Control Your Mind: Stay In The Circle
What-if scenarios are counterproductive when you want to stay in control. Melon Dash, author of Conquer Your Fear of Water, created the Miracle Swimming Program to help people overcome lifelong water phobias. In her book, she uses five circles to illustrate the progression from calm to panic.
When you are in control you are completely inside the circle, and you are “present.” In the context of swimming, this means you are aware of the sensations of the water and you are paying attention to where you place your hands with each stroke. You are in reality. If you start thinking about what will happen if you get too tired, your mind leaves the present and goes somewhere else, and the circle starts moving up. The more the circle moves away from its original position, the more scared you become. Because it can happen quickly, you feel the sensation of speed when you are losing control. By the time you are in full panic mode, your mind is only attached to the circle by a thin line and you literally don’t know what you are doing.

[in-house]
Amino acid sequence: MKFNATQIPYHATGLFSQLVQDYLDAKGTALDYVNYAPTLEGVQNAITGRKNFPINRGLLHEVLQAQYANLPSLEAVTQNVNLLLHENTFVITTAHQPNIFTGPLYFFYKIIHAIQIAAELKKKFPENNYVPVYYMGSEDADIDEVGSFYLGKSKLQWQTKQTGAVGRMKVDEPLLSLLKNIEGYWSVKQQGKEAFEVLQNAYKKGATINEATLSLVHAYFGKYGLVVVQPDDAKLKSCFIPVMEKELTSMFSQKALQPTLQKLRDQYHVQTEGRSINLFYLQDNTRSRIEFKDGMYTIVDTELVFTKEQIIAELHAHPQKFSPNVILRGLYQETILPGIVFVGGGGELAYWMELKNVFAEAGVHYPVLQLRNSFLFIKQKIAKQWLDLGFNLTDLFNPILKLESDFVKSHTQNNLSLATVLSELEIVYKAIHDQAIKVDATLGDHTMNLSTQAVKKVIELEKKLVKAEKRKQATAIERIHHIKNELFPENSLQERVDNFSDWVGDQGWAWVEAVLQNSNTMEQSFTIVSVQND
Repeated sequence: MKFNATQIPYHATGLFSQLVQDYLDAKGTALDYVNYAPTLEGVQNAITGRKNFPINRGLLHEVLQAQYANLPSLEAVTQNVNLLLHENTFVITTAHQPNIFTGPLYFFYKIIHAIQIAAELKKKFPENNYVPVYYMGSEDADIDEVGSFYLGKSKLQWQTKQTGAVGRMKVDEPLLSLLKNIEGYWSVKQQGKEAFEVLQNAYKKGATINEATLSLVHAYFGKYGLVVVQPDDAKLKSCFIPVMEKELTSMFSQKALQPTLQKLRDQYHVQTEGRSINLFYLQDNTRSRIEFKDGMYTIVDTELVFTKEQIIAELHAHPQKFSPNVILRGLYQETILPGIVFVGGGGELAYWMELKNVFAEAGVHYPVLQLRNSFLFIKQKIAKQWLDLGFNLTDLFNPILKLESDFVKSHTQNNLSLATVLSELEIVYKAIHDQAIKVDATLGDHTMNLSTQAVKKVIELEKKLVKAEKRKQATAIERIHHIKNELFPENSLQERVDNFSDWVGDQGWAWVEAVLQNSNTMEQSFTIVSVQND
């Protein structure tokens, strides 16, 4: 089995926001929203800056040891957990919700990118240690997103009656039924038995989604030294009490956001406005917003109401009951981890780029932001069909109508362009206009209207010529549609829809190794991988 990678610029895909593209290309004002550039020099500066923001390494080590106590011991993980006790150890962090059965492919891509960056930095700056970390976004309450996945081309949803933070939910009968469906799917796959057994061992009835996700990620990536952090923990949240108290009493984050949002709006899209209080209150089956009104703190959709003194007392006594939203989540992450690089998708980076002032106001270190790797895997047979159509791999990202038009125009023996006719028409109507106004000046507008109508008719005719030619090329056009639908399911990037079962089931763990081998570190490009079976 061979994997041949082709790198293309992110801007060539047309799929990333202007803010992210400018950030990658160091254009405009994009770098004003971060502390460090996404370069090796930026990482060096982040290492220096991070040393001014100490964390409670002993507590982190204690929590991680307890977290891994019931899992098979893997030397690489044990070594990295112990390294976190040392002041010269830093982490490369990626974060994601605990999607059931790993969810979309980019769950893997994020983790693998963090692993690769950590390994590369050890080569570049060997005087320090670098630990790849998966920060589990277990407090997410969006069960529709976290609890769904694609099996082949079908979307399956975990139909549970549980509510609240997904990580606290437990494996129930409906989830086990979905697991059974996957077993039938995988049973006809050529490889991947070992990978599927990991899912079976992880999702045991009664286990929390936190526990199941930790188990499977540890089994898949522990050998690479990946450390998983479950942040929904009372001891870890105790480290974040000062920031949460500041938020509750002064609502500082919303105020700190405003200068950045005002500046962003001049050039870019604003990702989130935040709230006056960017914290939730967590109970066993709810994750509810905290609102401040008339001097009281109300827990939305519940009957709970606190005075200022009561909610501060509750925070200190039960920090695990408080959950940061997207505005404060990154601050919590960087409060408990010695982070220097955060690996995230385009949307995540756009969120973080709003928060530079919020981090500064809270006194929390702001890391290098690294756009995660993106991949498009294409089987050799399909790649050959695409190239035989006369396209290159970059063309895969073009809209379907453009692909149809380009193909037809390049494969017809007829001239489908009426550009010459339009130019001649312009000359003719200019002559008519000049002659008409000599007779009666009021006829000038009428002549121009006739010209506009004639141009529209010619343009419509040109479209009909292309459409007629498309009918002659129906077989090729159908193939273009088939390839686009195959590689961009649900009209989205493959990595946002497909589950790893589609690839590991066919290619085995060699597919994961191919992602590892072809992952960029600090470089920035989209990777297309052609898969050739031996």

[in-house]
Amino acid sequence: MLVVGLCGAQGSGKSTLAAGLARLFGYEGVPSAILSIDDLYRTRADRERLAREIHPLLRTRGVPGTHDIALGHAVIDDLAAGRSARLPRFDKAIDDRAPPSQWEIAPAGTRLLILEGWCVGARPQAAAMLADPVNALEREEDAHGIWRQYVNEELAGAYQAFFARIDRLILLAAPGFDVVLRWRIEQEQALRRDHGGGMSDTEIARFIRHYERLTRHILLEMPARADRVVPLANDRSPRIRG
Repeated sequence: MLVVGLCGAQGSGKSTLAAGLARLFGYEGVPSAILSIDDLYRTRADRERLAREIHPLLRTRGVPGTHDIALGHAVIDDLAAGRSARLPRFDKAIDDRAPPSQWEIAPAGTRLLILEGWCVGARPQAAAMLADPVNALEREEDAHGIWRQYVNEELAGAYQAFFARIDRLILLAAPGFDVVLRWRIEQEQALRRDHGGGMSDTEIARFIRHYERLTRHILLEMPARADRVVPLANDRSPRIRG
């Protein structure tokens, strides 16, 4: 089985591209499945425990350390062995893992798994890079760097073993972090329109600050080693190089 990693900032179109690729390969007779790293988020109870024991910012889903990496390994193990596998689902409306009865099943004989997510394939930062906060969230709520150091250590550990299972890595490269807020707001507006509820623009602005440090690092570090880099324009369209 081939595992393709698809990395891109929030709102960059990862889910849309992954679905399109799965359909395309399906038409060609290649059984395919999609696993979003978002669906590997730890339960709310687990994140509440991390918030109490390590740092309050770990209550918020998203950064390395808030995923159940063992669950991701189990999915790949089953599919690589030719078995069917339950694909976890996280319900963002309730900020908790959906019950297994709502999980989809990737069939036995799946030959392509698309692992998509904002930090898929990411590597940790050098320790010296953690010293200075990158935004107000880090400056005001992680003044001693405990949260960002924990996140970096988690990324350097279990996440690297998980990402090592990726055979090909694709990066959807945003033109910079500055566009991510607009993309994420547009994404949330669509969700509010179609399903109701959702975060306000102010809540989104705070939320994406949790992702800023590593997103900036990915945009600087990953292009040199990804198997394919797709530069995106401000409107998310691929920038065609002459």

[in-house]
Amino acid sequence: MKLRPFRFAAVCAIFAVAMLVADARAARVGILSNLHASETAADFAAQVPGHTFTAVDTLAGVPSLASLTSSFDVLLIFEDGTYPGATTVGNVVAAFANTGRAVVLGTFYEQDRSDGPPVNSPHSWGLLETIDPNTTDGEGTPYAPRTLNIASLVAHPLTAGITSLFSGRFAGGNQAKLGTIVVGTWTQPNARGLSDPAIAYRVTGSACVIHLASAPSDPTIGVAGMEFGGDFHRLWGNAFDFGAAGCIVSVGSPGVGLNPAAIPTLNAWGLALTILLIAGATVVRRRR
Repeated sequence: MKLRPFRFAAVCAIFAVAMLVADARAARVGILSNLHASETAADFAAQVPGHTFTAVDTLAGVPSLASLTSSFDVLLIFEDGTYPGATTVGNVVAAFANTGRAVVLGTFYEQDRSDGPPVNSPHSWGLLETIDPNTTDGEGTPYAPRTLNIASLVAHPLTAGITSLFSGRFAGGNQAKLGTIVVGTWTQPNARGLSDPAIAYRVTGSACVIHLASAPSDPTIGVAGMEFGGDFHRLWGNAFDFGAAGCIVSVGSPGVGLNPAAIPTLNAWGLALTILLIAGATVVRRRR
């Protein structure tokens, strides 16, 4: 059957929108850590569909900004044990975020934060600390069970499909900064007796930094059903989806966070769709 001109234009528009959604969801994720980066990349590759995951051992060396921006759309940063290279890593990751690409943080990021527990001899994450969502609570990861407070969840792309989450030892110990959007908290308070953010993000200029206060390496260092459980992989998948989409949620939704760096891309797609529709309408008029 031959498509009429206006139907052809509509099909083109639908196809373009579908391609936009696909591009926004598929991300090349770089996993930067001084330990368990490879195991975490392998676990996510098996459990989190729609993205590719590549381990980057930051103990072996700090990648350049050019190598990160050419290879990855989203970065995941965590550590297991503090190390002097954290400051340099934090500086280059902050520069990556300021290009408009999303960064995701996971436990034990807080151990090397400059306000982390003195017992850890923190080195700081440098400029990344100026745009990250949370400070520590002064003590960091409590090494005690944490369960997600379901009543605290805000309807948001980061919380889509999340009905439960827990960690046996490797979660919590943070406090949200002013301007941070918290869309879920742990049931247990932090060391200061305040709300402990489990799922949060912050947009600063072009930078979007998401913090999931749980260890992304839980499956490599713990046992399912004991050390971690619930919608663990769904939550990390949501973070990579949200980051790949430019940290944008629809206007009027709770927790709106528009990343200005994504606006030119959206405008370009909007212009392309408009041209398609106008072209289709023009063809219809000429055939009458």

Dash teaches her students to head off anxiety by “staying in the circle.” That is, by focusing on immediate sensations, rather than bad things that might happen. This notion of staying present is a fundamental aspect of meditation, as well as an effective stress-management tool. In your mind’s eye, stop the progression of anxiety by focusing on the moment, repeating “I am OK” and pulling the circle down over your feet. Stay in the circle as you practice the open-water skills in this article.